The revelation of Jesus Christ that God gave him to show his servants what must soon take place. He made it known by sending his angel to his servant John, who testified to the word of God and to the testimony of Jesus Christ, whatever he saw. Blessed is the one who reads aloud the words of this prophecy, and blessed are those who hear the words of this prophecy and keep what is written in it, because the time is near.” Revelation 1:1–3 (CSB)
John says the reason for this book is to give us a heads-up of what will happen “soon”. Note: God’s “soon” isn’t necessarily what we consider to be “soon”. (2 Peter 3:9) John adds that those who read and keep what’s written in it will be blessed. One commentator said, that the content of The Revelation isn’t merely prediction; moral counsel and religious instruction are the primary burdens of its pages.”
As you read through this book, don’t focus on trying to “figure it out”. Instead, ask God to show you what the chapter says about God. And what does it say about God’s people?
Take comfort as you read. Nothing should cause fear. Instead, as you read, ask God to give you a fresh sense of awe for Him, His ways, and His works.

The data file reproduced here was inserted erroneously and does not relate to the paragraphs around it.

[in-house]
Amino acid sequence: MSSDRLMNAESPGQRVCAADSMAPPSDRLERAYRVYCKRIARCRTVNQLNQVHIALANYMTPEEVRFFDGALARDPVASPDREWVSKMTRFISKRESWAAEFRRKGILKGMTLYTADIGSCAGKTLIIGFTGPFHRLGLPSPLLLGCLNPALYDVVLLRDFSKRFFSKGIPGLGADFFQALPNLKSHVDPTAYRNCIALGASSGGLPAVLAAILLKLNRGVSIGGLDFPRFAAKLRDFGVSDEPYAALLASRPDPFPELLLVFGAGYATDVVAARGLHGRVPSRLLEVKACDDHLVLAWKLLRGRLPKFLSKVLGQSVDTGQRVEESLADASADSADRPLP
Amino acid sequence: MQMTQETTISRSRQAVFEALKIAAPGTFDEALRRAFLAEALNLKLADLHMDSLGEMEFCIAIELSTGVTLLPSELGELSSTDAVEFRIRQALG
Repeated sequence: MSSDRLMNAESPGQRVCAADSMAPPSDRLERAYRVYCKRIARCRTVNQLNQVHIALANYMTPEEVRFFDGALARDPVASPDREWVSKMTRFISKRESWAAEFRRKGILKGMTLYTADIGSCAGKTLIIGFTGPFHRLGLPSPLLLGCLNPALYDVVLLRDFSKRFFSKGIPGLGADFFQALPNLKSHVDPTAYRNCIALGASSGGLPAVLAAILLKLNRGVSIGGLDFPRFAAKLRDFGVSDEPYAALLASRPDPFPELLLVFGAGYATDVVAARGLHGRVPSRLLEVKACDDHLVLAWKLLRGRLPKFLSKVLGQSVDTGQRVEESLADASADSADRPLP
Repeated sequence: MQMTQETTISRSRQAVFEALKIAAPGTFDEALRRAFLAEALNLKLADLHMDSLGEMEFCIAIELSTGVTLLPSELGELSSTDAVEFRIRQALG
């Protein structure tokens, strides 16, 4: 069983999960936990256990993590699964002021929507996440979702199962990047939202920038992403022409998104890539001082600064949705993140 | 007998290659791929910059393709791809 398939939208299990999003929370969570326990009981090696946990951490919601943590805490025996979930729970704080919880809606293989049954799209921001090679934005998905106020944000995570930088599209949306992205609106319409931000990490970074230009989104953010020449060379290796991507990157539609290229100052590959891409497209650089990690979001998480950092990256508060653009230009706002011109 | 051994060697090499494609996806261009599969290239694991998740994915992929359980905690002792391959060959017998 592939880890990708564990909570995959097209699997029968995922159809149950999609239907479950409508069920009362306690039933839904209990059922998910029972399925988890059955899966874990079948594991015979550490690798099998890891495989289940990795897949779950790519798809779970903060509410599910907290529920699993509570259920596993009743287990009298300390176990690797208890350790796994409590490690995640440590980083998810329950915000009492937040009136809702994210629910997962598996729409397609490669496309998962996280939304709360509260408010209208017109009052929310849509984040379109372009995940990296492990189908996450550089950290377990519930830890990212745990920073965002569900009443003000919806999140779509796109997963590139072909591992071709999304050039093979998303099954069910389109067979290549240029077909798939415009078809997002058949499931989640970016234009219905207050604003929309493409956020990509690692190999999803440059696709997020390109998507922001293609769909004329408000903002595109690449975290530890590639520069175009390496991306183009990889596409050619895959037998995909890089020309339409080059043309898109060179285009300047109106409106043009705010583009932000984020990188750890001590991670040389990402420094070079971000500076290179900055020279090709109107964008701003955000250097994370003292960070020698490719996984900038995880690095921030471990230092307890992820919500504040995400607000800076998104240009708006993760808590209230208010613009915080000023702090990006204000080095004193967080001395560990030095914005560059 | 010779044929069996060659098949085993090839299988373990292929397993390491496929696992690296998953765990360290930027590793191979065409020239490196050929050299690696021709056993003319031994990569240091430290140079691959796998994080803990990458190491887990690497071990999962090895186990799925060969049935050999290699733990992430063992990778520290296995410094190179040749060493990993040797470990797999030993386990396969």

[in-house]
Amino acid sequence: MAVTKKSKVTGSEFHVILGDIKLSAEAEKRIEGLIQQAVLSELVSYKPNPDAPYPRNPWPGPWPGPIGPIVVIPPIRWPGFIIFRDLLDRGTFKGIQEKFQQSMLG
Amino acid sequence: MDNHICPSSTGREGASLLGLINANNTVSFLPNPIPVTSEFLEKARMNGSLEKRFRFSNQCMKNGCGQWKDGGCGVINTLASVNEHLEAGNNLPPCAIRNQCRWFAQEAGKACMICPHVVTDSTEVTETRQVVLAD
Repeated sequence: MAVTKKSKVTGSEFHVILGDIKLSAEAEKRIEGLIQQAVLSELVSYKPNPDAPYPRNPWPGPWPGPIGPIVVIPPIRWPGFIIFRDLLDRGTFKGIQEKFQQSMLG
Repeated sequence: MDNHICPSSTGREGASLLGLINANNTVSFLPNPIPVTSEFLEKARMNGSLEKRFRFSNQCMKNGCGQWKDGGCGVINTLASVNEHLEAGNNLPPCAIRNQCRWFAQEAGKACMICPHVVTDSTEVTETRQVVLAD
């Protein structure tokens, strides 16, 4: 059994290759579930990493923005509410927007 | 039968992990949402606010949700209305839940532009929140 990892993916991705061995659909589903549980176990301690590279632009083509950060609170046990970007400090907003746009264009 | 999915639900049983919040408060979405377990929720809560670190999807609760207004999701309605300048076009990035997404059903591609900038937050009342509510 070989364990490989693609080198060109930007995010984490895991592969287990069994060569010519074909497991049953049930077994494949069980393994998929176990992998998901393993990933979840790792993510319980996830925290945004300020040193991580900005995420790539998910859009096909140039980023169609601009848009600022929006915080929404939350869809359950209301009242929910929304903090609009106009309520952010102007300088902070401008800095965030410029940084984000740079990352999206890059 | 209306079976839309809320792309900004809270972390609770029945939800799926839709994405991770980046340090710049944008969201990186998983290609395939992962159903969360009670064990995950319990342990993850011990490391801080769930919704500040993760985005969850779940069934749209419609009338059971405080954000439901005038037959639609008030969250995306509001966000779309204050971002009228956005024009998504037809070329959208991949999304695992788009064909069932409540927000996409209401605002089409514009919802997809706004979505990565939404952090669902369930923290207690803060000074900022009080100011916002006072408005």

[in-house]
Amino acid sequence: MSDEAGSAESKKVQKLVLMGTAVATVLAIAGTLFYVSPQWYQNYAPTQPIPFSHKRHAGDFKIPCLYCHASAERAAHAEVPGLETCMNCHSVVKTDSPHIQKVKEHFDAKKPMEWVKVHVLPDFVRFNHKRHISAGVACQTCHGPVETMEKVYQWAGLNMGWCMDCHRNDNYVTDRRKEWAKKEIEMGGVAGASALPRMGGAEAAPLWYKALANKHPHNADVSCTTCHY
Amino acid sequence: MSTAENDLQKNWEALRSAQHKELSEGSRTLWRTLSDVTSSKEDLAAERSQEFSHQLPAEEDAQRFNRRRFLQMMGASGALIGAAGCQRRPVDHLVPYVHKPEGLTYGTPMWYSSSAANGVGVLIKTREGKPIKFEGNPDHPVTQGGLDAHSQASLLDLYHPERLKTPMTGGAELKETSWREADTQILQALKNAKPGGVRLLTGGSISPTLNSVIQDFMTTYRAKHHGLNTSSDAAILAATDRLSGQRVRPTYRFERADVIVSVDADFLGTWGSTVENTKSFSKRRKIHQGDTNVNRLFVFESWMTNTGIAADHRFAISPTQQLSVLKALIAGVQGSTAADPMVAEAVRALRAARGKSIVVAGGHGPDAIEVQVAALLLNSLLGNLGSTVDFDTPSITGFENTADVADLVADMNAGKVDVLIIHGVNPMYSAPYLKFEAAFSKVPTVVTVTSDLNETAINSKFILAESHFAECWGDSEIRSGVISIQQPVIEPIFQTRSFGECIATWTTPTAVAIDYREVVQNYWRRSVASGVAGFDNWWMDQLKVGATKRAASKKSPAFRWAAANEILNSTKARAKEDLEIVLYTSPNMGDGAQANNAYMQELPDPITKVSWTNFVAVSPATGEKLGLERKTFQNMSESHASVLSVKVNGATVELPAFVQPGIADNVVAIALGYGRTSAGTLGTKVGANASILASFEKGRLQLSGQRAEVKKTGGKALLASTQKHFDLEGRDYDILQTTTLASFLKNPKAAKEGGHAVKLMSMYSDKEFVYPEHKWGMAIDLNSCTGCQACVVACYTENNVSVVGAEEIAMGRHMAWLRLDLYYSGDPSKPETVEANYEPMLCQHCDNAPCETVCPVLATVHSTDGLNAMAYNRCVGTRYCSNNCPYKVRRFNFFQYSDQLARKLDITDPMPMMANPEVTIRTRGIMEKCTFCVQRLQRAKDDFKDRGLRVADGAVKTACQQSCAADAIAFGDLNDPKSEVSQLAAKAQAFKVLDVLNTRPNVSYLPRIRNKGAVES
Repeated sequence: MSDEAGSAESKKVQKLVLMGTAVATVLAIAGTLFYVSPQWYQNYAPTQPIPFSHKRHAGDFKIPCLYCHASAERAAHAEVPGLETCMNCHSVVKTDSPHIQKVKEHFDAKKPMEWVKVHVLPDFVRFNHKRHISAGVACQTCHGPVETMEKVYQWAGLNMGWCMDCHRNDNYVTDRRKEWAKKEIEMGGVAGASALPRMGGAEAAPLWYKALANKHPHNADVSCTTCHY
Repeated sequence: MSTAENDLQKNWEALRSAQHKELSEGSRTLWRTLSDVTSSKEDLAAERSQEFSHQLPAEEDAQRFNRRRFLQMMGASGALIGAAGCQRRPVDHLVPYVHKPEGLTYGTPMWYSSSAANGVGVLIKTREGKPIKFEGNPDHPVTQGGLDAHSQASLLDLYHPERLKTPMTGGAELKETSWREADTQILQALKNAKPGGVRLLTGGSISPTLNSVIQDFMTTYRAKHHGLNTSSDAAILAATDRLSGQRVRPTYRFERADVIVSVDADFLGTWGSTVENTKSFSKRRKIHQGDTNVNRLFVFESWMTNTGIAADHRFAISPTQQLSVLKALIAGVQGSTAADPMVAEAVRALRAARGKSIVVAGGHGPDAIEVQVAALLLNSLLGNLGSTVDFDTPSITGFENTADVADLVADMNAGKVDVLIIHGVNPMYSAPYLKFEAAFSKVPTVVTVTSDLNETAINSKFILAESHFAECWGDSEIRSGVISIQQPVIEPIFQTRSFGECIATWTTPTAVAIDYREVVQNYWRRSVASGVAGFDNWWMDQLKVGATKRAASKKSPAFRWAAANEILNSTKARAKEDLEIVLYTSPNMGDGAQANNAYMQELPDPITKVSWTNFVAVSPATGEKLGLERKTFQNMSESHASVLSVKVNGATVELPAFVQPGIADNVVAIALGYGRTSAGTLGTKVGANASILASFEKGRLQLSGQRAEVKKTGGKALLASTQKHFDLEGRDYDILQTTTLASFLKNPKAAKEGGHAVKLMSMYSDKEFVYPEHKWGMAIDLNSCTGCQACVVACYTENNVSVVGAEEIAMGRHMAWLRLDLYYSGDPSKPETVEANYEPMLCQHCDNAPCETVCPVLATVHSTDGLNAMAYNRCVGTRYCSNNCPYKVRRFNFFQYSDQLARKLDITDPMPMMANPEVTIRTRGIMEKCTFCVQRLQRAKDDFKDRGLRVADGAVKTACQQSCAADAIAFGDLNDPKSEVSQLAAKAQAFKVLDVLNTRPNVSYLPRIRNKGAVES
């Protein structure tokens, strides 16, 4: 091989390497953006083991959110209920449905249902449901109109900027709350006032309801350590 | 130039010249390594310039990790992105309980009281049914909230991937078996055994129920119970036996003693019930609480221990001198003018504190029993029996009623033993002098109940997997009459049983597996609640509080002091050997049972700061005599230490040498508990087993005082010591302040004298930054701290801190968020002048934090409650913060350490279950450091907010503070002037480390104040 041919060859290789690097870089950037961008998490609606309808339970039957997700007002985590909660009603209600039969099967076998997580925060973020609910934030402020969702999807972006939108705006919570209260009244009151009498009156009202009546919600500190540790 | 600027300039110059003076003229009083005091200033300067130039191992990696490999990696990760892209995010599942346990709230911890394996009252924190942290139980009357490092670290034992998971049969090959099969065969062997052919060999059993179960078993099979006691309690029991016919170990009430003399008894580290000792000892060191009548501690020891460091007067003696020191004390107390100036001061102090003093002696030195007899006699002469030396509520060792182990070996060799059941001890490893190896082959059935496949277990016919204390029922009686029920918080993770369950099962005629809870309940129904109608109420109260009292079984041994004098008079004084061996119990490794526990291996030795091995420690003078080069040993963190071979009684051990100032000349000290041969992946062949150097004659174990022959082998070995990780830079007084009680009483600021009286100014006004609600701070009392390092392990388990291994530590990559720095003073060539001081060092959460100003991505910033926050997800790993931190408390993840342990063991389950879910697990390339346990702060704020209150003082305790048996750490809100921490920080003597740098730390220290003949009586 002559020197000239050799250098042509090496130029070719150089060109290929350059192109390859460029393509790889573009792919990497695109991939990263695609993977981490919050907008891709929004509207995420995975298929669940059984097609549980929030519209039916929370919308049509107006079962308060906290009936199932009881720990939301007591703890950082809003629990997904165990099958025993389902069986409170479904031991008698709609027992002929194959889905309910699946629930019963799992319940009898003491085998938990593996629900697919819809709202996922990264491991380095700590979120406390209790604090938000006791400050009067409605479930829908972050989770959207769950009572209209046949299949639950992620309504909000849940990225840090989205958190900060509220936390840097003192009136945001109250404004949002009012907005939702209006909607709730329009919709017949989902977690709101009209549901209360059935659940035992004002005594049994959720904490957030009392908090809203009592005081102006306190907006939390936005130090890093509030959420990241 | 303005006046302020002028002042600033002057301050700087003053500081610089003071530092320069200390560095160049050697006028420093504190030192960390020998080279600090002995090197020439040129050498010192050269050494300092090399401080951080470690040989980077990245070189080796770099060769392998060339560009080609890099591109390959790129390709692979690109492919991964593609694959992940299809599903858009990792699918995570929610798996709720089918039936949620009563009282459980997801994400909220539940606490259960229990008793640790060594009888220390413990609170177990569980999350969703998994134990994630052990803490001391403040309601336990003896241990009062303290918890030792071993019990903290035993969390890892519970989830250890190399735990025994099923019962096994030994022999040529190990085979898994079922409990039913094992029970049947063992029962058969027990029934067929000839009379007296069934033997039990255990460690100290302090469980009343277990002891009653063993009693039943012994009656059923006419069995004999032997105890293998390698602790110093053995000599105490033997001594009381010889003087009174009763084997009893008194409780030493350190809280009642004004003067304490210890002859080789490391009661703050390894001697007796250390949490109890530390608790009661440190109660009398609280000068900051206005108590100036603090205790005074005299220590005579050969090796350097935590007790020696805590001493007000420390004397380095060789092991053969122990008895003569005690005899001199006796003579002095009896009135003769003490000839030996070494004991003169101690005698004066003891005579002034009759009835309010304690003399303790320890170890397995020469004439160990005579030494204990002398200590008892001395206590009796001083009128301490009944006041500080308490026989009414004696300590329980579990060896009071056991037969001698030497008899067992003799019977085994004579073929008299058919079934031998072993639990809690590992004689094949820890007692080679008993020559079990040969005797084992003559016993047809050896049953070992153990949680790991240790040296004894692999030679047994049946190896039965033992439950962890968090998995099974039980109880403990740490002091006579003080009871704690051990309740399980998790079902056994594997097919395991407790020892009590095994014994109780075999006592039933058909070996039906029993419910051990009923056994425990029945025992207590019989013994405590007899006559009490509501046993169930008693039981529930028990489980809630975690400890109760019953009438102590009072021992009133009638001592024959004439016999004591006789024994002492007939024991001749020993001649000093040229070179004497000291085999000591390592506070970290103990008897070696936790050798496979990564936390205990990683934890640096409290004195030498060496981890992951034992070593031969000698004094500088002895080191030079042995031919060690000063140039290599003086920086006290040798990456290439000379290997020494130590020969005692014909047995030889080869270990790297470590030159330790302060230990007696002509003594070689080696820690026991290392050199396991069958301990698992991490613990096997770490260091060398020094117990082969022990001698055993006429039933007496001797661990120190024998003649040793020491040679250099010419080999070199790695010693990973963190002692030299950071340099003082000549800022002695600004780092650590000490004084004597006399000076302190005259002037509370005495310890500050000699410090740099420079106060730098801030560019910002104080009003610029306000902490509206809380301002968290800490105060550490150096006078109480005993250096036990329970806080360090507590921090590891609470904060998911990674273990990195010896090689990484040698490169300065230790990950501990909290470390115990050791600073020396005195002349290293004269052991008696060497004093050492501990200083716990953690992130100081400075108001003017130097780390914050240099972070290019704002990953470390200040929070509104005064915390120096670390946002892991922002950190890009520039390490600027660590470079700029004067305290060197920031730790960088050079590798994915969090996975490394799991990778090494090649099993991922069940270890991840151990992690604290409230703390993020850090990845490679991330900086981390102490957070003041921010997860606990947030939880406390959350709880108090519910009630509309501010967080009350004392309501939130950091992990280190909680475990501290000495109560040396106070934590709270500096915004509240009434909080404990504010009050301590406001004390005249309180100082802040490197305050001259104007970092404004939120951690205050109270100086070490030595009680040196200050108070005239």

As i read today’s Bible reading, I instantly thought of Martin Luther’s powerful hymn, “A Mighty Fortress is Our God”.
For the mystery of lawlessness is already at work, but the one now restraining will do so until he is out of the way, and then the lawless one will be revealed. The Lord Jesus will destroy him with the breath of his mouth and will bring him to nothing at the appearance of his coming. (2 Thessalonians 2:7–8 CSB)
And though this world, with devils filled,“A Mighty Fortress is Our God” by Martin Luther
Should threaten to undo us,
We will not fear, for God hath willed
His truth to triumph through us.
The Prince of Darkness grim,—
We tremble not for him;
His rage we can endure,
For lo! His doom is sure,—
One little word shall fell him.
That word above all earthly powers—
No thanks to them—abideth;
The Spirit and the gifts are ours
Through him who with us sideth.
Let goods and kindred go,
This mortal life also:
The body they may kill:
God’s truth abideth still,
His kingdom is for ever.
As you consider the Second Coming of Jesus and His judgment on the lost, are you comforted or worried? If you are a Believer, you have nothing to be worried about! Your judgment has already been dealt with decisively in the death of Jesus on a cross almost two thousand years ago! There is no sin you could commit that could undo the provision God has already given you in Jesus! There no sin that is more powerful than the love, the grace, and the mercy of God!